Monday, July 28, 2008

A Time To Be Born And A Time To Die

-Ecclesiastes 3:2

Dying has been on my mind quite a bit these last thirty-four days. That is because the angel of death has made visits to people I know and, for several days, was in a holding pattern about 10,000 feet above my own house. As you know my next door neighbor's son died on Father's Day. What I have not written about is the two other deaths that have occurred since then. Within a week of each other my husband's cousin and another neighbor of ours died. Both were young, my husband's cousin fifty-one years old and my neighbor thirty-nine.

Four years ago my husband's cousin developed some sort of infection in his spinal cord and almost die. He did not die at that time but he was left a quadriplegic. One morning last month his wife went into his bedroom to wake him and found him dead. A week before this he had let it be know that he no longer wanted to live and from that moment his will to do so evaporated. The neighbor was killed on his way home from another town at 2:00 AM in the morning. He became distracted and let his truck wander toward the edge of the road and over-corrected. This caused the truck to roll several times and, since he was not wearing a seat belt, he was thrown from the vehicle. Both men left children behind and both men's deaths brought pain and anguish to their families and friends.

Both of these death so closed to Cody's kicked the pilings out from under my belief that the world is always safe and predictable. Deep down I know it is not, I mean, how could I not know with the upbringing I had? My conceit was believing that since I was now in charge of my life the world could not, not be safe and predictable. Now, I don't mean "not safe" as in there are terrorists out there but "not safe" as in people die young from illness and from accidents all the time. We all know this but sometimes we get trapped in "this shouldn't have happened." I spent several days telling myself that none of these deaths were fair and that they really should not have happened. By saying this to myself I wasn't really facing the fact that they did. By not accepting I was also heaping more anguish and anger on top of the anguish and anger I was already feeling. I can grieve and I can accept at the same time.

I thought I had reached that point in my thinking until ten days ago. That was when our older dog Kate stopped eating and we had what seemed like an uncountable number of dark days were we thought she was going to die. I did not want her to die and I was having a hard time accepting that she might. A trip to the vet, a change in dog food and feeding schedule, a new medicine, and then, finally, an improvement brought us back to the light. Even though Kate is doing better I still worry about her. She turned fourteen earlier this month so my fear is not that unreasonable.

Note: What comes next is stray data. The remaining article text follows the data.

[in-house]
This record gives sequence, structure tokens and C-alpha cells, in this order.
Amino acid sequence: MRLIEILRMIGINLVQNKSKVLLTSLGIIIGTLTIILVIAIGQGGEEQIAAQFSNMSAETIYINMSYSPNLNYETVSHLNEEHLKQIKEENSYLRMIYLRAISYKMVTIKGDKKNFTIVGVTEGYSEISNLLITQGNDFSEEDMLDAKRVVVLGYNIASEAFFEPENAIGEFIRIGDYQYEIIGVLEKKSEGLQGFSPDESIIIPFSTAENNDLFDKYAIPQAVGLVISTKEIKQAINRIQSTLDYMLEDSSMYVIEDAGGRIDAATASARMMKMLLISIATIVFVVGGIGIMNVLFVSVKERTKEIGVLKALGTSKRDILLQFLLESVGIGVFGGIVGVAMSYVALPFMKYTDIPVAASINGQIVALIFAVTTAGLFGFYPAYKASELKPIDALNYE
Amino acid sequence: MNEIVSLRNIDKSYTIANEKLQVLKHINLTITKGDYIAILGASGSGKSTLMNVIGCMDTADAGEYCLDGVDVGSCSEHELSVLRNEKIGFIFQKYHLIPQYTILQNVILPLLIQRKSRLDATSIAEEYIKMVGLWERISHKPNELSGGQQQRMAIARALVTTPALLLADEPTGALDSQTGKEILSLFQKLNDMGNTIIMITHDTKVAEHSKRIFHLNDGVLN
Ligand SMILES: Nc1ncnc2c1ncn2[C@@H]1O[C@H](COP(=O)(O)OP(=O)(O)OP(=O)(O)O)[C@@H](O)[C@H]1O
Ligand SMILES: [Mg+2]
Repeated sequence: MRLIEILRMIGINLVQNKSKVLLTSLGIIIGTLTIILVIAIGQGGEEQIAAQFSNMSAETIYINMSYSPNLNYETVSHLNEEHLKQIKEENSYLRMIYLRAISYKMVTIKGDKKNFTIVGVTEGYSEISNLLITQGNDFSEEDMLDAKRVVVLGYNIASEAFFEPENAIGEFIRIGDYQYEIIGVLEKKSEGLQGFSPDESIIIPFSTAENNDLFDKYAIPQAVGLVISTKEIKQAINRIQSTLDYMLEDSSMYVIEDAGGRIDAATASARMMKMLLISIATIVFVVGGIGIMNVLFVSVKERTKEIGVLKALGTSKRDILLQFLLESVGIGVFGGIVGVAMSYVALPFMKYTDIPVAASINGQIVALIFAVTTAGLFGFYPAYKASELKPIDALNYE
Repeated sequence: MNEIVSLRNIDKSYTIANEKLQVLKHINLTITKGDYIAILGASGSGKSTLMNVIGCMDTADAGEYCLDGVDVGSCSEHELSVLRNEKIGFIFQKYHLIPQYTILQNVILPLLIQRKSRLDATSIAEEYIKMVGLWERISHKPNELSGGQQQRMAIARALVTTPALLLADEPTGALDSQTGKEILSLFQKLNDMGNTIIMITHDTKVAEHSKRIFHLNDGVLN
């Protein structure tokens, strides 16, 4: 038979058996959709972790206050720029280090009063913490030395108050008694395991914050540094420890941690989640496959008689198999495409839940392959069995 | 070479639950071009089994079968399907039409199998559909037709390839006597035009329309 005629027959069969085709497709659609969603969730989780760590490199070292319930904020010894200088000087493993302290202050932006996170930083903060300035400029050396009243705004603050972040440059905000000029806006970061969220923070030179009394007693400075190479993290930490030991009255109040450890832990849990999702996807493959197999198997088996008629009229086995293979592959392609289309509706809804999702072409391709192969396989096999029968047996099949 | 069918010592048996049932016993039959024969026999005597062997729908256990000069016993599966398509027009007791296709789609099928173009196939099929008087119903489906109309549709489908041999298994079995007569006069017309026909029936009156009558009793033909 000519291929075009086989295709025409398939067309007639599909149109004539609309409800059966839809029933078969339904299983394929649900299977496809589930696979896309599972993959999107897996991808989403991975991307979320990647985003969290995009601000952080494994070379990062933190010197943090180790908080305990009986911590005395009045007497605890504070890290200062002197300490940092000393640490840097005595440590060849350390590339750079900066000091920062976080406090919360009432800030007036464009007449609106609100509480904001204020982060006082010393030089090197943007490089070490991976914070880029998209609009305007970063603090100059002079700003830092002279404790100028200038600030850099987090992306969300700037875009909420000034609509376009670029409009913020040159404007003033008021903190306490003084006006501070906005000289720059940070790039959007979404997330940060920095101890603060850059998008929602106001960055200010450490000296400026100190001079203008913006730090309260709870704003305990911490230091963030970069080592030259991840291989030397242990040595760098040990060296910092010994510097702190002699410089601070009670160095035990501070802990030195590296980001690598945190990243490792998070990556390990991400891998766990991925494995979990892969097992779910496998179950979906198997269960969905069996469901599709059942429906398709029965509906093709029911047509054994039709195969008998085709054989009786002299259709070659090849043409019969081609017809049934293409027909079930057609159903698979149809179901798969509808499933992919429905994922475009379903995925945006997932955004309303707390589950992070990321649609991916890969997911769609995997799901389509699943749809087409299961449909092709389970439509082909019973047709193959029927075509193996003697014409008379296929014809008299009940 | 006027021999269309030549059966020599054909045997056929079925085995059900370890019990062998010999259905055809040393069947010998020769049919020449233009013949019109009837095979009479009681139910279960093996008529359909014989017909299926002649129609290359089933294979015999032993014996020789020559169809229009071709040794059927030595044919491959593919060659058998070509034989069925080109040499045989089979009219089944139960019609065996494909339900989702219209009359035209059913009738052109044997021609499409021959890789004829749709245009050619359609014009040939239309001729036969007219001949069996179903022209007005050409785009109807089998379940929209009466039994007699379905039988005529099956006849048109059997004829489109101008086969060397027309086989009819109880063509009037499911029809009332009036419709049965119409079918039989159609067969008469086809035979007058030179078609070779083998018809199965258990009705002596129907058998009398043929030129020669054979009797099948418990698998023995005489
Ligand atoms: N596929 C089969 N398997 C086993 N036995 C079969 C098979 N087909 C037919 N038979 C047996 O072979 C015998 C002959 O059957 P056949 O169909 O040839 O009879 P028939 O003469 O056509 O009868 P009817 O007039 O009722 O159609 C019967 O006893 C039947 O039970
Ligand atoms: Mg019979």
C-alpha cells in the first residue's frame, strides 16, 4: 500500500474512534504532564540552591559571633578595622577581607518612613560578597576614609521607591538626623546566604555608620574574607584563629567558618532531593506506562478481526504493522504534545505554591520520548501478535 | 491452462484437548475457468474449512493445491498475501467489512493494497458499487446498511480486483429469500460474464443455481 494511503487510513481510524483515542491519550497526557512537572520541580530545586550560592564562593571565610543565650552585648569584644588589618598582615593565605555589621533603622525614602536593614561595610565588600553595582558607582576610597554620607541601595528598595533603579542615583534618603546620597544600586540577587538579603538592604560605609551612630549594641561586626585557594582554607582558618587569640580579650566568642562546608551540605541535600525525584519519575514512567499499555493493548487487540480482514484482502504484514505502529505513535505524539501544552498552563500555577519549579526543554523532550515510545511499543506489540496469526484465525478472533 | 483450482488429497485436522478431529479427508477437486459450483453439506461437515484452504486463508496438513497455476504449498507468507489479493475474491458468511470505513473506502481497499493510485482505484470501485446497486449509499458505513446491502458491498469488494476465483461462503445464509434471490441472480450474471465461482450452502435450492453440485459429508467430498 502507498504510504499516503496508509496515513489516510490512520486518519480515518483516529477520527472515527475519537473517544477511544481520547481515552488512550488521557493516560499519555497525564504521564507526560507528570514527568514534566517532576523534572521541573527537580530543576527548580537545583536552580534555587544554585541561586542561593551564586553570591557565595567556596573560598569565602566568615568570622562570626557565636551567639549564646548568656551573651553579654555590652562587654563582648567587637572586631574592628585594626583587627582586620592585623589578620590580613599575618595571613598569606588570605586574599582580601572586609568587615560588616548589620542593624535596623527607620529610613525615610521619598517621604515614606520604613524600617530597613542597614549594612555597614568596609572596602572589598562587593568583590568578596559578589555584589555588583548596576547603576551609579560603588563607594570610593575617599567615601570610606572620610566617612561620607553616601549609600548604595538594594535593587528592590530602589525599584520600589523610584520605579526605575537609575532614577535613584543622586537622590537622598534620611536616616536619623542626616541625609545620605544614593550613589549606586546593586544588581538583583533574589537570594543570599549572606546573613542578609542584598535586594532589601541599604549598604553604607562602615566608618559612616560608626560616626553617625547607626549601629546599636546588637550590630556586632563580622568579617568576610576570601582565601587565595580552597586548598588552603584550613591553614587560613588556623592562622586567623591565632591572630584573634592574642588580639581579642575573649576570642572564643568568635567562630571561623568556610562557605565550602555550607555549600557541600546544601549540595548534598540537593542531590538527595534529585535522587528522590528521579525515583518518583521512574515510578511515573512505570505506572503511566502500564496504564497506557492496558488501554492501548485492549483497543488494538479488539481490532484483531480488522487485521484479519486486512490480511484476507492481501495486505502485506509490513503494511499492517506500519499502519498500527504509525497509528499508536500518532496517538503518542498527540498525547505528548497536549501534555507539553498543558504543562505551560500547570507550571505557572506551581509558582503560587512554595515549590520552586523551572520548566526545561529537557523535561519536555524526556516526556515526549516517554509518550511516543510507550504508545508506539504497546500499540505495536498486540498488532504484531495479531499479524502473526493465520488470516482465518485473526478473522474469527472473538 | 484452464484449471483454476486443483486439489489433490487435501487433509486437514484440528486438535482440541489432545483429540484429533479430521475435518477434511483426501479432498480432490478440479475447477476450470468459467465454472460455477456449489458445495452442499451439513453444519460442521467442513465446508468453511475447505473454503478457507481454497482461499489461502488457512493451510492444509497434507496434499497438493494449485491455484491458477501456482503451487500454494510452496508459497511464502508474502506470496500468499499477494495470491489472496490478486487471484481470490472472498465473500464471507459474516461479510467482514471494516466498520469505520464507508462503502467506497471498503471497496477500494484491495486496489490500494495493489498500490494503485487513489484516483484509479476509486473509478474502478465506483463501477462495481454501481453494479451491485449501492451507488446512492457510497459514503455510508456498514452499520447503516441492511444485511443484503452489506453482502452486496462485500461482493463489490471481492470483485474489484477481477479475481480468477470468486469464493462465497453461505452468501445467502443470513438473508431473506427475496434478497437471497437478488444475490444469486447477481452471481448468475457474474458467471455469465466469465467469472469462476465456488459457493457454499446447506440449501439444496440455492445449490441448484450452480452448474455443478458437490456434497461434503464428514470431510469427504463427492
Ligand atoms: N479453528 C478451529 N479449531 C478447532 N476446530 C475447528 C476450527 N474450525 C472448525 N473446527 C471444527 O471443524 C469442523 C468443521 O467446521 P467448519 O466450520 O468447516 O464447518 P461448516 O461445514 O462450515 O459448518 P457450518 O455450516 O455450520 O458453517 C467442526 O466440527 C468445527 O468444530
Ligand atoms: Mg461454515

This morning when I woke up she was lying very still in her bed; I wasn't sure she was even alive. I looked closely but could not tell if she was breathing and I reached down and laid my hand on her side. She was cold and I could not feel her chest rise and fall. I quickly got out of bed and crouched beside her gently shaking her- no reaction. I thought, "Oh, no," picked up a front paw and shook that. She stirred and then lifted her head and turned to look at me. In a split second I had gone from dismay to acceptance to relief to gratefulness and I wondered how that could be. Ten days before my biggest fear was that she would die, something I did not want to face. Now, when I thought she had, I accept it almost instantaneously?

It reminded me of another day years ago when I was still living in Denver and heard the civil defense sirens start wailing on a non-test day. At first I wondered what was going on and then I thought it must be real and that nuclear bombs would soon be falling out of the sky. I remember going through the same feeling of dismay at the thought of dying and then that calming feeling of acceptance. Death was coming and it was all right with me. Why? Was it because I was not afraid of death? Or was it because I realized there was nothing I could to to stop it? Or was it that I was not afraid of death because I knew there was nothing I could do to stop it?

What about Kate, is it her death that I fear or the change it represents? Is that what all the anguish that I feel surrounding death is about, fear of change? I have to think about this some more.

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